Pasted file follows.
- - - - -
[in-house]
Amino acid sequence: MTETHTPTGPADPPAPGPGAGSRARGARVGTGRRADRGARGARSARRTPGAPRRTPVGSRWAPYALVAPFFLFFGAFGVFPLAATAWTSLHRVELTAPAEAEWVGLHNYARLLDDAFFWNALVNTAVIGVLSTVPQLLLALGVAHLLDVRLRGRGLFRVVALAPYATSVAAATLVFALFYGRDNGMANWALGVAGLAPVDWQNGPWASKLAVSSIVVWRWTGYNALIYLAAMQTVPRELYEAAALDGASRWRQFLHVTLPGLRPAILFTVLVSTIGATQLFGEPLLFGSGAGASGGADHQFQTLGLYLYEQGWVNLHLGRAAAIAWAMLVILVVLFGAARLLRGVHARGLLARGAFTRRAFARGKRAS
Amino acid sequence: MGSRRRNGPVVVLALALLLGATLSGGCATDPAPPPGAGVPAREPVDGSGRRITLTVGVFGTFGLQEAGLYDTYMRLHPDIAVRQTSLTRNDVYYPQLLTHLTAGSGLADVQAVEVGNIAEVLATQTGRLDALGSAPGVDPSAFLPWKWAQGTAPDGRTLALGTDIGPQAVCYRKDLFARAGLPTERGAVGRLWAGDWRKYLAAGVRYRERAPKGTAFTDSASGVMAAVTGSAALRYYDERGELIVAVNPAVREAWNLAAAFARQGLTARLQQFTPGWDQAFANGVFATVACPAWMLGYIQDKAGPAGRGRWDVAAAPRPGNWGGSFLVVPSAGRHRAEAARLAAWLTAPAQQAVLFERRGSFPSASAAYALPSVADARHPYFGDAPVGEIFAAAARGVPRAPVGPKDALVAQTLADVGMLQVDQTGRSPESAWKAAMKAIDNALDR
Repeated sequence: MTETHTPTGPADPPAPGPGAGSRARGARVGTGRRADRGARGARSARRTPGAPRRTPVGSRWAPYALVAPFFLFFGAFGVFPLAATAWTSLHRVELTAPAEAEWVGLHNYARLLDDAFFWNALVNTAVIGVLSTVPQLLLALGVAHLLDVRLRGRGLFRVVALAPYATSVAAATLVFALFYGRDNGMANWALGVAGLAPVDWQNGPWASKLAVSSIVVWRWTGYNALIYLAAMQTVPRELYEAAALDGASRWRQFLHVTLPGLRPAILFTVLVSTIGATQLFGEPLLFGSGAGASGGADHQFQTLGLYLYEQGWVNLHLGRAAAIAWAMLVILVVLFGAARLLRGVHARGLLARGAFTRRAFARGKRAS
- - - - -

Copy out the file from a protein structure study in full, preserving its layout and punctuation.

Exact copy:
[in-house]
Amino acid sequence: MTETHTPTGPADPPAPGPGAGSRARGARVGTGRRADRGARGARSARRTPGAPRRTPVGSRWAPYALVAPFFLFFGAFGVFPLAATAWTSLHRVELTAPAEAEWVGLHNYARLLDDAFFWNALVNTAVIGVLSTVPQLLLALGVAHLLDVRLRGRGLFRVVALAPYATSVAAATLVFALFYGRDNGMANWALGVAGLAPVDWQNGPWASKLAVSSIVVWRWTGYNALIYLAAMQTVPRELYEAAALDGASRWRQFLHVTLPGLRPAILFTVLVSTIGATQLFGEPLLFGSGAGASGGADHQFQTLGLYLYEQGWVNLHLGRAAAIAWAMLVILVVLFGAARLLRGVHARGLLARGAFTRRAFARGKRAS
Amino acid sequence: MGSRRRNGPVVVLALALLLGATLSGGCATDPAPPPGAGVPAREPVDGSGRRITLTVGVFGTFGLQEAGLYDTYMRLHPDIAVRQTSLTRNDVYYPQLLTHLTAGSGLADVQAVEVGNIAEVLATQTGRLDALGSAPGVDPSAFLPWKWAQGTAPDGRTLALGTDIGPQAVCYRKDLFARAGLPTERGAVGRLWAGDWRKYLAAGVRYRERAPKGTAFTDSASGVMAAVTGSAALRYYDERGELIVAVNPAVREAWNLAAAFARQGLTARLQQFTPGWDQAFANGVFATVACPAWMLGYIQDKAGPAGRGRWDVAAAPRPGNWGGSFLVVPSAGRHRAEAARLAAWLTAPAQQAVLFERRGSFPSASAAYALPSVADARHPYFGDAPVGEIFAAAARGVPRAPVGPKDALVAQTLADVGMLQVDQTGRSPESAWKAAMKAIDNALDR
Repeated sequence: MTETHTPTGPADPPAPGPGAGSRARGARVGTGRRADRGARGARSARRTPGAPRRTPVGSRWAPYALVAPFFLFFGAFGVFPLAATAWTSLHRVELTAPAEAEWVGLHNYARLLDDAFFWNALVNTAVIGVLSTVPQLLLALGVAHLLDVRLRGRGLFRVVALAPYATSVAAATLVFALFYGRDNGMANWALGVAGLAPVDWQNGPWASKLAVSSIVVWRWTGYNALIYLAAMQTVPRELYEAAALDGASRWRQFLHVTLPGLRPAILFTVLVSTIGATQLFGEPLLFGSGAGASGGADHQFQTLGLYLYEQGWVNLHLGRAAAIAWAMLVILVVLFGAARLLRGVHARGLLARGAFTRRAFARGKRAS